Nurses braved the cold on Tuesday morning to protest against the state government's wage freeze.
Members of the Nurses and Midwives Association were outside the Rusden Street office of NSW Northern Tablelands MP Adam Marshall.
While the nurses said their wage freeze would hurt the community, Mr Marshall said rising unemployment was a greater predicament.
The secretary of the union's Armidale branch, Warren Isaac, said the wage freeze was an economic problem for the whole community.
"If every nurse misses out on $2000 each per year, that's a lot of money out of the rural economy. That's far better stimulus for this state than big building projects in Sydney," the mental health nurse said.
"It will just support a lot more people, plus nurses and frontline staff - police, ambulance - have been doing it really tough lately with covid, and on the background of the drought and fires, and I think we need a bit more respect.
"It's not a good time to kick nurses in the guts," he said.
It was a sentiment echoed by the local branch's president Jo Sillitoe.
"The money that we get, especially in rural areas, stays locally, and that's the most important thing," she said.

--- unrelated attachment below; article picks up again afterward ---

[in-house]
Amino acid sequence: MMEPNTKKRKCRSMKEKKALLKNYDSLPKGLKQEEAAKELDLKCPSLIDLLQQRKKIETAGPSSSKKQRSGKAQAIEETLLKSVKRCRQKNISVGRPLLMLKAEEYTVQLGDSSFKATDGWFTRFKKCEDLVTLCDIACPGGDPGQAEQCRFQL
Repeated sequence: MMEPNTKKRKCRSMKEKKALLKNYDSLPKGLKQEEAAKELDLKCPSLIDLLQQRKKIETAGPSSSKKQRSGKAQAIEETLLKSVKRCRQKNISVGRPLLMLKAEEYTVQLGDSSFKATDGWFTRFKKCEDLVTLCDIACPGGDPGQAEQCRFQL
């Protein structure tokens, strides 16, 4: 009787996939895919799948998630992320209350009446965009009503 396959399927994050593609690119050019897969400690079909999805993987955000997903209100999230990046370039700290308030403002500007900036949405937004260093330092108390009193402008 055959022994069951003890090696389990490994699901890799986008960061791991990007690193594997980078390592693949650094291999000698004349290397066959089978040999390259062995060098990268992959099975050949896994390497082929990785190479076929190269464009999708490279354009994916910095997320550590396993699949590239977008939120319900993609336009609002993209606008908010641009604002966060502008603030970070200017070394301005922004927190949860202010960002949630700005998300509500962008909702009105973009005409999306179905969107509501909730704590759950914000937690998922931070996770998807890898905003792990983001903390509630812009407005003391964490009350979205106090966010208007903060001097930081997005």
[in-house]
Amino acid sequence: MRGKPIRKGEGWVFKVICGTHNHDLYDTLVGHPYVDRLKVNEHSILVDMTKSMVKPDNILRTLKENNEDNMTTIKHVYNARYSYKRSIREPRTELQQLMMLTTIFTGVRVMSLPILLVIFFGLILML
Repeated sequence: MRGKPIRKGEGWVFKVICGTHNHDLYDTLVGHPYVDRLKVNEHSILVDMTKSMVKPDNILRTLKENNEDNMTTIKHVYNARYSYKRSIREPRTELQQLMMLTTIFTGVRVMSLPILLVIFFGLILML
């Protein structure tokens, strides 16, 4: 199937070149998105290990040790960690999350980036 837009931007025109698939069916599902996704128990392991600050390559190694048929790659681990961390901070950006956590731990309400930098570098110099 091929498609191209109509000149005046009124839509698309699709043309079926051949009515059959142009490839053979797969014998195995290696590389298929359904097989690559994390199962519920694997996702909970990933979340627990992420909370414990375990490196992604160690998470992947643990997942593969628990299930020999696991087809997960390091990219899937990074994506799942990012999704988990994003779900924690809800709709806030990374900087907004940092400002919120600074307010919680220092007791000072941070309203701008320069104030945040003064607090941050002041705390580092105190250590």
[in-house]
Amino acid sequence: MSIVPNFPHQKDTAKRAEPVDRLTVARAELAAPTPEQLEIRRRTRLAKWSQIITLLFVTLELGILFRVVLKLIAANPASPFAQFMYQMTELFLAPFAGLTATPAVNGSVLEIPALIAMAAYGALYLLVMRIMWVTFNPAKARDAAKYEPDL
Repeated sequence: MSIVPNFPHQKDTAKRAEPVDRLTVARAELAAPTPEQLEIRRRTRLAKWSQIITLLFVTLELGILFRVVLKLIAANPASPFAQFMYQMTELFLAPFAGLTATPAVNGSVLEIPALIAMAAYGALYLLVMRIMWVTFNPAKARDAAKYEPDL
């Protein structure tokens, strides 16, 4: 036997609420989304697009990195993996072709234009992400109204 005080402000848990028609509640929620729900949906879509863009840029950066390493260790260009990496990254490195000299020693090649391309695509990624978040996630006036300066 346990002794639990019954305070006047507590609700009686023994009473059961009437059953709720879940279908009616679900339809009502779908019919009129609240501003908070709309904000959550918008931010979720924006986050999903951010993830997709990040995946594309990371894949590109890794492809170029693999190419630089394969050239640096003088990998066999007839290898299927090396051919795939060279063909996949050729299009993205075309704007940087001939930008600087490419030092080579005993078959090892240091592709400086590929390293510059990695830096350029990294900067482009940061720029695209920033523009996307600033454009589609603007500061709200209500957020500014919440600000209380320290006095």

And it's not just nurses she said.
"Right down to the cleaners, everybody at the hospital this is going to affect.
"The fact that they've taken it off us at this time just isn't good enough."
Premier Gladys Berejiklian announced the freeze on pay rises for MPs and last week extended it to the entire NSW public sector.
That includes almost 410,000 workers, in an attempt to save as much as $3 billion.
The Premier has said it is needed to avoid redundancies. The government's plan is to reinvest the funds into public projects that would create jobs as the state faces a growing unemployment queue.
Joining the Armidale protest, Labor councillor Debra O'Brien asked why was Mr Marshall condoning what she called the ravaging of wages in rural economies.
"It is certainly not for the benefit of the community but to support Liberal vanity projects delivered in Sydney with their $3 billion infrastructure projects."
She said it was a slap on the face for frontline health workers to be subjected to austerity measures during a pandemic when she said the government was meant to be providing a stimulus to the economy.
"There are some 1000 people employed by the public sector in Armidale - so that is about $2 million from the economy."
Mr Marshall was not in Armidale on Tuesday, as parliament was sitting, and he said he was pretty sure the Nurses and Midwives Association knew he would not be there.
"No one wants to have the pay freezed, but we've got about half a million people who have lost their job in NSW so far, but no one's talking about that because everyone gets the JobKeeper and the JobSeeker (payments)," Mr Marshall said.
"Everyone's talking about (COVID-19) infection rates at the moment, but I reckon by September all we'll be talking about is unemployment rates."